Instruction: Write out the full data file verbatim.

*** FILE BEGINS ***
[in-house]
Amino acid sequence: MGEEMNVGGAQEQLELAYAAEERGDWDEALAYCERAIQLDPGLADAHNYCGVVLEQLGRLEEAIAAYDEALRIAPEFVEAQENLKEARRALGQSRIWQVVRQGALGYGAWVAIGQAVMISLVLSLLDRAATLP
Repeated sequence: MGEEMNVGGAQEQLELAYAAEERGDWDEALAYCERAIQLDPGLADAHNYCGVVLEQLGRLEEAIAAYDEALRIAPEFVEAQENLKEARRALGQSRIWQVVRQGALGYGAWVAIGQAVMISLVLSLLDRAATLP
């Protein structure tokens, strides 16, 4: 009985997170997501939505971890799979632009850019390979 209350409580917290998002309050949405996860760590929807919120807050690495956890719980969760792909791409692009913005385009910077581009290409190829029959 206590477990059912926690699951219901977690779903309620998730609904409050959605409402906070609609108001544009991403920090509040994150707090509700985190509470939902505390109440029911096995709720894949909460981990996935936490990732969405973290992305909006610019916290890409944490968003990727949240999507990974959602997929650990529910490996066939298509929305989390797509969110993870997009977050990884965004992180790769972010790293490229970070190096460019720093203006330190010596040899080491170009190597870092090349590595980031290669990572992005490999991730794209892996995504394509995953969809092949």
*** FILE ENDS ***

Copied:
[in-house]
Amino acid sequence: MGEEMNVGGAQEQLELAYAAEERGDWDEALAYCERAIQLDPGLADAHNYCGVVLEQLGRLEEAIAAYDEALRIAPEFVEAQENLKEARRALGQSRIWQVVRQGALGYGAWVAIGQAVMISLVLSLLDRAATLP
Repeated sequence: MGEEMNVGGAQEQLELAYAAEERGDWDEALAYCERAIQLDPGLADAHNYCGVVLEQLGRLEEAIAAYDEALRIAPEFVEAQENLKEARRALGQSRIWQVVRQGALGYGAWVAIGQAVMISLVLSLLDRAATLP
């Protein structure tokens, strides 16, 4: 009985997170997501939505971890799979632009850019390979 209350409580917290998002309050949405996860760590929807919120807050690495956890719980969760792909791409692009913005385009910077581009290409190829029959 206590477990059912926690699951219901977690779903309620998730609904409050959605409402906070609609108001544009991403920090509040994150707090509700985190509470939902505390109440029911096995709720894949909460981990996935936490990732969405973290992305909006610019916290890409944490968003990727949240999507990974959602997929650990529910490996066939298509929305989390797509969110993870997009977050990884965004992180790769972010790293490229970070190096460019720093203006330190010596040899080491170009190597870092090349590595980031290669990572992005490999991730794209892996995504394509995953969809092949």